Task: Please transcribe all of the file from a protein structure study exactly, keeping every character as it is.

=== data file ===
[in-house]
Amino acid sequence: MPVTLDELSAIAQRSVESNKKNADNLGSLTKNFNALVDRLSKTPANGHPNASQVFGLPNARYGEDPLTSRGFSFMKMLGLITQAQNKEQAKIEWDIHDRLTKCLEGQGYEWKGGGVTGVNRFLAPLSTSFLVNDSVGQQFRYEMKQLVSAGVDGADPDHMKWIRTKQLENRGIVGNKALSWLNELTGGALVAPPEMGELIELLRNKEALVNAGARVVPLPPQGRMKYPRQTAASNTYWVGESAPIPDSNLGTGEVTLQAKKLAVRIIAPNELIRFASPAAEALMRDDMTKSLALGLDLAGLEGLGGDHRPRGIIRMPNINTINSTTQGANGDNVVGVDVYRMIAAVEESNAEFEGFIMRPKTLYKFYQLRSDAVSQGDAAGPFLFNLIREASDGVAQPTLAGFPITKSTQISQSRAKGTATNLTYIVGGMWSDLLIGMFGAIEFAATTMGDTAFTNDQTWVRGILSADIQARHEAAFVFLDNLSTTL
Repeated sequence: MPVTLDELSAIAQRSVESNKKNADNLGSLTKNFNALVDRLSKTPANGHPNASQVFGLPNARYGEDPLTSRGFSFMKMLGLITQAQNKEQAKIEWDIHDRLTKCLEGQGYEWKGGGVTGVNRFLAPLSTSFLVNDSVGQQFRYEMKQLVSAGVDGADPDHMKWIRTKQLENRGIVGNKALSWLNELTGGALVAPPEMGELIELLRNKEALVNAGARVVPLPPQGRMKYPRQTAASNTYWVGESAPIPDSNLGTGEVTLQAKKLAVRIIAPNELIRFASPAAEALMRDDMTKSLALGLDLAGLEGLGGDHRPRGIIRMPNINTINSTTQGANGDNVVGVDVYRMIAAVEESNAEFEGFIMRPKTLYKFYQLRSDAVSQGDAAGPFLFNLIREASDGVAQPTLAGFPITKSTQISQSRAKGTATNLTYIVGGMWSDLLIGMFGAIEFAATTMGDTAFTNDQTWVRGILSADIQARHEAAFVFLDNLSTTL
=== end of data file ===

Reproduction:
[in-house]
Amino acid sequence: MPVTLDELSAIAQRSVESNKKNADNLGSLTKNFNALVDRLSKTPANGHPNASQVFGLPNARYGEDPLTSRGFSFMKMLGLITQAQNKEQAKIEWDIHDRLTKCLEGQGYEWKGGGVTGVNRFLAPLSTSFLVNDSVGQQFRYEMKQLVSAGVDGADPDHMKWIRTKQLENRGIVGNKALSWLNELTGGALVAPPEMGELIELLRNKEALVNAGARVVPLPPQGRMKYPRQTAASNTYWVGESAPIPDSNLGTGEVTLQAKKLAVRIIAPNELIRFASPAAEALMRDDMTKSLALGLDLAGLEGLGGDHRPRGIIRMPNINTINSTTQGANGDNVVGVDVYRMIAAVEESNAEFEGFIMRPKTLYKFYQLRSDAVSQGDAAGPFLFNLIREASDGVAQPTLAGFPITKSTQISQSRAKGTATNLTYIVGGMWSDLLIGMFGAIEFAATTMGDTAFTNDQTWVRGILSADIQARHEAAFVFLDNLSTTL
Repeated sequence: MPVTLDELSAIAQRSVESNKKNADNLGSLTKNFNALVDRLSKTPANGHPNASQVFGLPNARYGEDPLTSRGFSFMKMLGLITQAQNKEQAKIEWDIHDRLTKCLEGQGYEWKGGGVTGVNRFLAPLSTSFLVNDSVGQQFRYEMKQLVSAGVDGADPDHMKWIRTKQLENRGIVGNKALSWLNELTGGALVAPPEMGELIELLRNKEALVNAGARVVPLPPQGRMKYPRQTAASNTYWVGESAPIPDSNLGTGEVTLQAKKLAVRIIAPNELIRFASPAAEALMRDDMTKSLALGLDLAGLEGLGGDHRPRGIIRMPNINTINSTTQGANGDNVVGVDVYRMIAAVEESNAEFEGFIMRPKTLYKFYQLRSDAVSQGDAAGPFLFNLIREASDGVAQPTLAGFPITKSTQISQSRAKGTATNLTYIVGGMWSDLLIGMFGAIEFAATTMGDTAFTNDQTWVRGILSADIQARHEAAFVFLDNLSTTL